Sunday, January 04, 2009


Spirit & LifeĀ®
"The words I spoke to you are spirit and life." (Jn 6:63)

Human Life International e-Newsletter
Volume 04, Number 01 | Friday, January 02, 2009



Dignitas Personae and the Right to Life
Brian Clowes, PhD

NOTE: this is the first of a two-part series on the new instruction from the Vatican on bioethics. Dr. Brian Clowes has been an HLI missionary for twelve years and offers this first reflection of 2009 for the Spirit and LifeĀ® audience.

There are two causes of most of the human misery that afflicts the world today. The first is lack of respect for the transmission of life within the marital union, which leads to destructive practices such as contraception, sterilization, abortion, homosexual adoption and "gay marriage." The second is a lack of respect for the born human person, which has given us murder, genocide, racism, slavery, rape and many other evils.

On December 12 of last year, the highest doctrinal agency in the Catholic Church, the Congregation for the Doctrine of the Faith (CDF), released its first comprehensive instruction on bioethics since Donum Vitae in 1987. This document, Dignitas Personae ["The Dignity of a Person"], is an "instruction," and therefore does not proclaim an infallibly defined dogma. However, it was carefully reviewed and approved by Pope Benedict XVI and thus carries his full authority. It is therefore an integral part of the universal ordinary Magisterium, with which Catholics must inform their consciences and adhere to with religious assent.

In Dignitas Personae, the Church applies timeless moral principles to new issues and situations that have arisen from biotechnology over the past two decades. This document is based on a foundation of consistency of respect for the human person at all stages of life. We have seen that, when we begin to make exceptions to the universal dignity of the human person for whatever reason, even if it is to promote the welfare of other human beings, we inevitably veer away from the natural law and flounder in the swamp of moral relativism.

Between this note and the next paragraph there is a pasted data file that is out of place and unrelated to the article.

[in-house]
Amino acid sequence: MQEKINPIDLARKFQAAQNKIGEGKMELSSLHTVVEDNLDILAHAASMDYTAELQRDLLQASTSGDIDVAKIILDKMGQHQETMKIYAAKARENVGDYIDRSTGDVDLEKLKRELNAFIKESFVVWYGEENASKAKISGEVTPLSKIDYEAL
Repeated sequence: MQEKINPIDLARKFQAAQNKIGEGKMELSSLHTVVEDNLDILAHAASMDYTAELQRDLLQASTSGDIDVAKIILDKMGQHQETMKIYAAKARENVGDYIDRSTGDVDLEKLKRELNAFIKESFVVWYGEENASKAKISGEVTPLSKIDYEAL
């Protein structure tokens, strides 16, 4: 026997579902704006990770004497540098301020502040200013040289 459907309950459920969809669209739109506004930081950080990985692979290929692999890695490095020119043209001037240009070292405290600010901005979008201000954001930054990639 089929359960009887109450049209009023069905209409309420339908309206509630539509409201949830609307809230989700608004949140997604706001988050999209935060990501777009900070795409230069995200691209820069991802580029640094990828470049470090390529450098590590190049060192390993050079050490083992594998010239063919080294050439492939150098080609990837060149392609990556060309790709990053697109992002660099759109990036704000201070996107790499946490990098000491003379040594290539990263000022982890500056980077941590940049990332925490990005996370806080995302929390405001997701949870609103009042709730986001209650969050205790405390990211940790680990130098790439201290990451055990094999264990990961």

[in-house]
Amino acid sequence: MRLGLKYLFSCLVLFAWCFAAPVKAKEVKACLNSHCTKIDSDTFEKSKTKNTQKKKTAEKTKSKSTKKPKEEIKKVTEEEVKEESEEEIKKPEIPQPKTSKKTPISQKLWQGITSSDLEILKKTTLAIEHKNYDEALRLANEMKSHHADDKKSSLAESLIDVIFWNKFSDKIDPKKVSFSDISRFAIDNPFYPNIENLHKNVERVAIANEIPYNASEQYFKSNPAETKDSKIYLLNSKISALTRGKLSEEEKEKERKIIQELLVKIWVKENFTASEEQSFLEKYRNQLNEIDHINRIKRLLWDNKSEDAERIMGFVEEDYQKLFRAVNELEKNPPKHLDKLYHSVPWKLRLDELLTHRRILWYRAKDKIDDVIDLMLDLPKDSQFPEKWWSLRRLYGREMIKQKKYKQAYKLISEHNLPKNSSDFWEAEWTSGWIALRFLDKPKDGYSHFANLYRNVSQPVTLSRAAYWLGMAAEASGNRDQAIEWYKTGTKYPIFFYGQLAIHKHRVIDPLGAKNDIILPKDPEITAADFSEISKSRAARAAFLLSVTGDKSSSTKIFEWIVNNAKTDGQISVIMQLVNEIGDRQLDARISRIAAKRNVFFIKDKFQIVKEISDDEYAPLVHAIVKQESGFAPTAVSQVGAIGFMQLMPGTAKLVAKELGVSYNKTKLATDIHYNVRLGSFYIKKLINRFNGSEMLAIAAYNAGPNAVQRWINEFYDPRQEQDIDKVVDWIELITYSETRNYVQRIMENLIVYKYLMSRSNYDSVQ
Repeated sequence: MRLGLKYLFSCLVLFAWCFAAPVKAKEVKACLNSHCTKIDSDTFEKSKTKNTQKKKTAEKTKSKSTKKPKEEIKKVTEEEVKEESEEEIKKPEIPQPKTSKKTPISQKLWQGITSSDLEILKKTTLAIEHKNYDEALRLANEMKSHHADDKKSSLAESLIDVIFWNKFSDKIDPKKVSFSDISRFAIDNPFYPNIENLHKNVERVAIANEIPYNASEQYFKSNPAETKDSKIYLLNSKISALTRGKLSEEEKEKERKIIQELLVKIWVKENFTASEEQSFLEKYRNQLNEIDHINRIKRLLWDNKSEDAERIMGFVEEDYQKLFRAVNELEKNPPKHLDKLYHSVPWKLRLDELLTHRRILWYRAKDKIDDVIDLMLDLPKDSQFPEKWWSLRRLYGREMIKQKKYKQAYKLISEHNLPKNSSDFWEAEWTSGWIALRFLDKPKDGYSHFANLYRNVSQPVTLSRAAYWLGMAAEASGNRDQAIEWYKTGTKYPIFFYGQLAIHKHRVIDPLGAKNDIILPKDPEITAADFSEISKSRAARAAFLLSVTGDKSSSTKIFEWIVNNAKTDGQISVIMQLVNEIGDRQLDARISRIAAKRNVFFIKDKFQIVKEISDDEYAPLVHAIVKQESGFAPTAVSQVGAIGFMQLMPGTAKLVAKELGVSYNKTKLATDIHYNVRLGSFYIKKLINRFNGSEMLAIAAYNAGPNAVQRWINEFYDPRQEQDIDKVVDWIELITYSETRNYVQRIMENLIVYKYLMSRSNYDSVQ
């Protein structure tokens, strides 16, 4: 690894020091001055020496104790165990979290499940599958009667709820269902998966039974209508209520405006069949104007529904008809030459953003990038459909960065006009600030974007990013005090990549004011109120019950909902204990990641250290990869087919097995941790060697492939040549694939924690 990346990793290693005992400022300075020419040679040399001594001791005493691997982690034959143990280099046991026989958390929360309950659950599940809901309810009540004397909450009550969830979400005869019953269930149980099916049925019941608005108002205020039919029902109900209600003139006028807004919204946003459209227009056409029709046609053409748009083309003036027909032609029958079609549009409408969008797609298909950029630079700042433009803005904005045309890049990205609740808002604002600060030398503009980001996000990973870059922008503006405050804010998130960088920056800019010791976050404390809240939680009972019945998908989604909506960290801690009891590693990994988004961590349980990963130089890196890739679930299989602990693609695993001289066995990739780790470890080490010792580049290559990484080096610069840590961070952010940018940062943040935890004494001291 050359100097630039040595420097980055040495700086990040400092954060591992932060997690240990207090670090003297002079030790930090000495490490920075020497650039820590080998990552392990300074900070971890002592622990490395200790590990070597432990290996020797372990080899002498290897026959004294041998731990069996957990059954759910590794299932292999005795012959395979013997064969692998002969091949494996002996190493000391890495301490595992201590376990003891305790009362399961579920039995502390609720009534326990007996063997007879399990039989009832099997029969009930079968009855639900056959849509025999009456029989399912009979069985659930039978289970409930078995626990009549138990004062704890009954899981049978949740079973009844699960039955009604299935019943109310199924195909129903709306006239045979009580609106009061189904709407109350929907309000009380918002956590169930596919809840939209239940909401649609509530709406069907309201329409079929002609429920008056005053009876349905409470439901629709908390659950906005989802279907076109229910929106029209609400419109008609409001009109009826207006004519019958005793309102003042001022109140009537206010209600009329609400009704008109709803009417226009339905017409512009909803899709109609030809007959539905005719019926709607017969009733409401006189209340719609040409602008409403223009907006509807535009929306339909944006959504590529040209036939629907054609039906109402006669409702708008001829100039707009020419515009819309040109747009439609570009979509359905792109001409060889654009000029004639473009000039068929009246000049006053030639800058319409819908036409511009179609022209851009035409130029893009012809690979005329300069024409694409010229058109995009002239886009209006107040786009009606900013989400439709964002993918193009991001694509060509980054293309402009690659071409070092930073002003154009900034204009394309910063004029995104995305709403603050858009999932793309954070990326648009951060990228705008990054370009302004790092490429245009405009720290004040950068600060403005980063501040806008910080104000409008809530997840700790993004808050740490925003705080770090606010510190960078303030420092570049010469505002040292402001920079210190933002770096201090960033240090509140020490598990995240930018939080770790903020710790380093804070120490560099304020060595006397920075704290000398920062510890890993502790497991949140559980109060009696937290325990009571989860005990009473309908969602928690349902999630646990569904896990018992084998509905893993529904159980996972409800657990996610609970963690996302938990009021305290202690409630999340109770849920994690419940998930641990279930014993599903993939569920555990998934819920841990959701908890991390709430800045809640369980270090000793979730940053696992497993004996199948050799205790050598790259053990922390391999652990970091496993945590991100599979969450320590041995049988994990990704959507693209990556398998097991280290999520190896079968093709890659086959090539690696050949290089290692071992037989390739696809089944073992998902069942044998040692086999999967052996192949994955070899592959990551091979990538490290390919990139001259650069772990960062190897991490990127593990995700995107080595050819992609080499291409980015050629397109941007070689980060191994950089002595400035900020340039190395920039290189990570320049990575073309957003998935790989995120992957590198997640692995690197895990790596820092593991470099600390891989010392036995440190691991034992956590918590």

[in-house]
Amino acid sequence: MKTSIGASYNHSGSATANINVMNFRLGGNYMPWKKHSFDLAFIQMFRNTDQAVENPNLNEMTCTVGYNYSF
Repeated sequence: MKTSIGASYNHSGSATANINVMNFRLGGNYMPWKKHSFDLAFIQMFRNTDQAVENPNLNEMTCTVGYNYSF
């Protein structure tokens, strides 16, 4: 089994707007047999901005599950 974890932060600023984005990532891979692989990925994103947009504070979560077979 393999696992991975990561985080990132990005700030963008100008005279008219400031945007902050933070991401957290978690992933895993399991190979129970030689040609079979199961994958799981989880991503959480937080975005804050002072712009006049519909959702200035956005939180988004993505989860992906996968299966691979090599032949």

Those who read Dignitas Personae in a cursory or superficial manner might believe it to be a mere laundry list of prohibitions. However, from the very first paragraph, the document affirms the fundamental dignity of every human person, from conception to natural death, regardless of race, sex or disability. To be created in the image and likeness of Almighty God is the highest calling, and Dignitas Personae vigorously defends this status.

Far from being a negative document, Dignitas Personae is very positive in tone, showing us how to live a life free of the oppressive worries and guilt suffered by those who even partially embrace the Culture of Death. It frequently refers to the dignity of marriage and the human person, in addition to the positive results of scientific research and therapy used to overcome infertility and disease.

The document does not shout "STOP!" at the progress of science, but instead guides it towards being truly at the service of life and not of death or the manipulation of human persons. As it so eloquently says, "Behind every 'no' in the difficult task of discerning between good and evil, there shines a great 'yes' to the recognition of the dignity and inalienable value of every single and unique human being called into existence" [37].

Dignitas Personae favors the weak. If we lose sight of the weak or exploit them, we also lose sight of our very humanity. In such a world, the strong rule without regard to the small and helpless, not only in the laboratory but also over entire continents.

Just because the Church renders negative judgments about some biotechnologies, or cautions about possible pitfalls, does not mean that it is anti-technological. Dignitas Personae says that, in using these new technologies, man "participates in the creative power of God" and is "the steward of the value and intrinsic beauty of creation" [36]. History has shown us that any new major technology can be used to enhance human dignity or to oppress, destroy and exploit entire populations. Science needs a firm and clear ethical framework precisely because it has such great potential for doing either good or evil.

The potential of the new biosciences seems to be limited only by man's imagination. Since it is sometimes difficult to find our way in a confusing and complex world, Dignitas Personae offers welcome guidance. It draws a straight and clear line between activities that treat human beings as a commodity to be produced -- or as God's greatest gift.

NEXT WEEK: Specific guidance from Dignitas Personae.

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